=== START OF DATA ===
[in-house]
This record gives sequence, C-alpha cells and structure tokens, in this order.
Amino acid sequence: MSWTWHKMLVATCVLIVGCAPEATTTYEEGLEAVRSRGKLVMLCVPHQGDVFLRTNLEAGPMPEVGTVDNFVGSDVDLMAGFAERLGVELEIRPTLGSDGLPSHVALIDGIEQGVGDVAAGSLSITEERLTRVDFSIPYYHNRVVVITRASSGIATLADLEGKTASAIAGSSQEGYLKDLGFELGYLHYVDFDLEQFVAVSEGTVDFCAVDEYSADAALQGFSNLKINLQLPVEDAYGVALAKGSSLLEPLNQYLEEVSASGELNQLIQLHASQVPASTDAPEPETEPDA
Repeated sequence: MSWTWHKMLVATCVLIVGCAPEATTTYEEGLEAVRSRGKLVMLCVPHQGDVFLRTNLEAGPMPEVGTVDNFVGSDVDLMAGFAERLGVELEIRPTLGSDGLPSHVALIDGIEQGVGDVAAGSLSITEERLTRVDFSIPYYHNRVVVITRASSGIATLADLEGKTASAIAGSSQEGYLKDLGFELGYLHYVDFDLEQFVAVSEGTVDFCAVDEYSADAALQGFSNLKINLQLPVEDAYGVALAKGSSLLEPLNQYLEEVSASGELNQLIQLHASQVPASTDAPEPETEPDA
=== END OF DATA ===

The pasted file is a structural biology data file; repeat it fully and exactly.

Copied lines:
[in-house]
This record gives sequence, C-alpha cells and structure tokens, in this order.
Amino acid sequence: MSWTWHKMLVATCVLIVGCAPEATTTYEEGLEAVRSRGKLVMLCVPHQGDVFLRTNLEAGPMPEVGTVDNFVGSDVDLMAGFAERLGVELEIRPTLGSDGLPSHVALIDGIEQGVGDVAAGSLSITEERLTRVDFSIPYYHNRVVVITRASSGIATLADLEGKTASAIAGSSQEGYLKDLGFELGYLHYVDFDLEQFVAVSEGTVDFCAVDEYSADAALQGFSNLKINLQLPVEDAYGVALAKGSSLLEPLNQYLEEVSASGELNQLIQLHASQVPASTDAPEPETEPDA
Repeated sequence: MSWTWHKMLVATCVLIVGCAPEATTTYEEGLEAVRSRGKLVMLCVPHQGDVFLRTNLEAGPMPEVGTVDNFVGSDVDLMAGFAERLGVELEIRPTLGSDGLPSHVALIDGIEQGVGDVAAGSLSITEERLTRVDFSIPYYHNRVVVITRASSGIATLADLEGKTASAIAGSSQEGYLKDLGFELGYLHYVDFDLEQFVAVSEGTVDFCAVDEYSADAALQGFSNLKINLQLPVEDAYGVALAKGSSLLEPLNQYLEEVSASGELNQLIQLHASQVPASTDAPEPETEPDA